If you were in an accident caused by another person, filing a police report is helpful in establishing who is at fault. The accident will be on record and the police may investigate if necessary. Both parties’ claims will be on record in detail as well as a description of the scene. If you have any photos from the scene, including photos of your injury or damage to your property, bring them as well. Both the accident report and any relevant photos taken will be an aid to verifying your claim.

Insurance Information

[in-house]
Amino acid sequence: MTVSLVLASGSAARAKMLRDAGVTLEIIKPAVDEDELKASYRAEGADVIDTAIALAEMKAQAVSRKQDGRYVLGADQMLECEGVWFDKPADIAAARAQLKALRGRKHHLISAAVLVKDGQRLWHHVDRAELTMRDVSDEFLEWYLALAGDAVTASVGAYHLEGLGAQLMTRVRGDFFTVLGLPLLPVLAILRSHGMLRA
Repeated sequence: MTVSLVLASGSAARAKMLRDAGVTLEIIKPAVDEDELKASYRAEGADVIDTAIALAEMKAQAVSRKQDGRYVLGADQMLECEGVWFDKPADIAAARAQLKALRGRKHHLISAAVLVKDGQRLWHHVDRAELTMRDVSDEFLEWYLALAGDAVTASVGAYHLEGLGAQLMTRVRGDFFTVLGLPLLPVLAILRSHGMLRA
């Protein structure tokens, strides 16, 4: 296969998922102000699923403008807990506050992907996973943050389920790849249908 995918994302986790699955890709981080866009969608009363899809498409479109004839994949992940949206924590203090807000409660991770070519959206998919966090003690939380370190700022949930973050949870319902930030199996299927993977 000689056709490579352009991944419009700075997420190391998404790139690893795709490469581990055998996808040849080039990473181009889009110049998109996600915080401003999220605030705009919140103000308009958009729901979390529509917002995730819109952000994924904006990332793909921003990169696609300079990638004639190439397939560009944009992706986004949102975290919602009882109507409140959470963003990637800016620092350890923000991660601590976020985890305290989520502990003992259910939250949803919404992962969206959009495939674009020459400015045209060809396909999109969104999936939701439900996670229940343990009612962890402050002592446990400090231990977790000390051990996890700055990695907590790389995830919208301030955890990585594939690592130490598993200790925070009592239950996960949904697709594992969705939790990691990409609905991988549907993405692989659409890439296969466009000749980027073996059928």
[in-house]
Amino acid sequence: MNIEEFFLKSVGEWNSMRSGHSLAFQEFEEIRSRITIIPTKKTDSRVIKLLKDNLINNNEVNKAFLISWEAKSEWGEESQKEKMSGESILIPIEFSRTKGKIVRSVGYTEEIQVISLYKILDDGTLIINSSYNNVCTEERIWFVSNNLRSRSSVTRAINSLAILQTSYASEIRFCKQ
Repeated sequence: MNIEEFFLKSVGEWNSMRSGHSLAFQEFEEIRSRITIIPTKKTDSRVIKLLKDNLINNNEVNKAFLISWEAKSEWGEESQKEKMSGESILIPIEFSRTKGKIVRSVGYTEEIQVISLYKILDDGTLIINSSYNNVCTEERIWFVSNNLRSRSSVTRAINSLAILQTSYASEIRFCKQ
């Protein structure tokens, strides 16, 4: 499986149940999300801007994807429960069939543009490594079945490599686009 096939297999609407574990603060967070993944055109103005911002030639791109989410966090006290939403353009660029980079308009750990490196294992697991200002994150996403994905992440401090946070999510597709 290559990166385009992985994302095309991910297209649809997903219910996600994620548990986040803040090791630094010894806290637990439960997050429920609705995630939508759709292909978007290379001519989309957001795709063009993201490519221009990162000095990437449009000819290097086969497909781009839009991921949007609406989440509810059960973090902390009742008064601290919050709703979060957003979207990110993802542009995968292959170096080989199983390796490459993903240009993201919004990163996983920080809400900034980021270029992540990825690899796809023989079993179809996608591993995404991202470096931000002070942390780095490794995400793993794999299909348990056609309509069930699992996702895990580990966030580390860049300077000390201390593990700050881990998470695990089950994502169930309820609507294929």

You will also want to report your injury or accident to your insurance provider. Keep records of any correspondence with your provider. Make copies of emails exchanged and make notes of phone conversations, including dates and with whom you spoke. If another party is at fault, you will need their insurance information as well.

When meeting with your attorney, make sure to bring copies of your insurance policy. If you were in a car accident, you’ll need to include a copy of your automobile insurance policy.

Financial Records

Make sure to keep records of any costs you have incurred as a result of your injury and any other related damage. This means saving receipts for medical bills or repairs for damaged property. If you had to buy any goods or services because of your injury, keep the receipts. If you had anything fixed because of an accident, keep those receipts as well.